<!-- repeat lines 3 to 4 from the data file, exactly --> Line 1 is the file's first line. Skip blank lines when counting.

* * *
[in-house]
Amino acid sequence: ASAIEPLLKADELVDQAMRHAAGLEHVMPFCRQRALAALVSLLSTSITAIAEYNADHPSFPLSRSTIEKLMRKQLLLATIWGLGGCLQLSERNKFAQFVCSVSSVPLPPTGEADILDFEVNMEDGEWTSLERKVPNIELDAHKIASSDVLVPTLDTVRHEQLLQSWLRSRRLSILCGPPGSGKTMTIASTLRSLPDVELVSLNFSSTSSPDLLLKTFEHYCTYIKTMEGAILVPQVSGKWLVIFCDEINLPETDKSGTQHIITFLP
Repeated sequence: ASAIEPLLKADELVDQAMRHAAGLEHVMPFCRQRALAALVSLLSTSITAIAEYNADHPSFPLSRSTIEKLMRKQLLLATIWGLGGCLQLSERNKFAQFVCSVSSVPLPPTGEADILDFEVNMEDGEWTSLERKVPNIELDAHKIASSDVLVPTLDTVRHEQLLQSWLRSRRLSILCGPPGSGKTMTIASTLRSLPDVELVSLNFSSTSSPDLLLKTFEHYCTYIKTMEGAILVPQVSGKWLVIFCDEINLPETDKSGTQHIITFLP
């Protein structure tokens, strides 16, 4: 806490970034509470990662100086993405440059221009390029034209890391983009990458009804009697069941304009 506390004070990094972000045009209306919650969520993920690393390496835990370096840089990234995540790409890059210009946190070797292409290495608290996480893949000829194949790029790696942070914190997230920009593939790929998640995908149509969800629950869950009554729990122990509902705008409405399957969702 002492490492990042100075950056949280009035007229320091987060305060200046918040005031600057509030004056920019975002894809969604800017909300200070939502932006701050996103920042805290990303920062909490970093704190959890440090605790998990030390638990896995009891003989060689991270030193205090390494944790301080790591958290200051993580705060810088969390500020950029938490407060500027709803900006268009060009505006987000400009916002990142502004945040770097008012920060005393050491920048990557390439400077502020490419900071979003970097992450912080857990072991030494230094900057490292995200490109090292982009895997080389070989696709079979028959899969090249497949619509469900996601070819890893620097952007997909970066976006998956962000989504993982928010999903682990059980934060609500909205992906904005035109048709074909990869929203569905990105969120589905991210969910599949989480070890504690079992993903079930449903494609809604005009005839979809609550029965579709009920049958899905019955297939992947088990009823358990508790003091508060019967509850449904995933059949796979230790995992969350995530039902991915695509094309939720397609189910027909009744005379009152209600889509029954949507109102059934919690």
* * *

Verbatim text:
Repeated sequence: ASAIEPLLKADELVDQAMRHAAGLEHVMPFCRQRALAALVSLLSTSITAIAEYNADHPSFPLSRSTIEKLMRKQLLLATIWGLGGCLQLSERNKFAQFVCSVSSVPLPPTGEADILDFEVNMEDGEWTSLERKVPNIELDAHKIASSDVLVPTLDTVRHEQLLQSWLRSRRLSILCGPPGSGKTMTIASTLRSLPDVELVSLNFSSTSSPDLLLKTFEHYCTYIKTMEGAILVPQVSGKWLVIFCDEINLPETDKSGTQHIITFLP
């Protein structure tokens, strides 16, 4: 806490970034509470990662100086993405440059221009390029034209890391983009990458009804009697069941304009 506390004070990094972000045009209306919650969520993920690393390496835990370096840089990234995540790409890059210009946190070797292409290495608290996480893949000829194949790029790696942070914190997230920009593939790929998640995908149509969800629950869950009554729990122990509902705008409405399957969702 002492490492990042100075950056949280009035007229320091987060305060200046918040005031600057509030004056920019975002894809969604800017909300200070939502932006701050996103920042805290990303920062909490970093704190959890440090605790998990030390638990896995009891003989060689991270030193205090390494944790301080790591958290200051993580705060810088969390500020950029938490407060500027709803900006268009060009505006987000400009916002990142502004945040770097008012920060005393050491920048990557390439400077502020490419900071979003970097992450912080857990072991030494230094900057490292995200490109090292982009895997080389070989696709079979028959899969090249497949619509469900996601070819890893620097952007997909970066976006998956962000989504993982928010999903682990059980934060609500909205992906904005035109048709074909990869929203569905990105969120589905991210969910599949989480070890504690079992993903079930449903494609809604005009005839979809609550029965579709009920049958899905019955297939992947088990009823358990508790003091508060019967509850449904995933059949796979230790995992969350995530039902991915695509094309939720397609189910027909009744005379009152209600889509029954949507109102059934919690």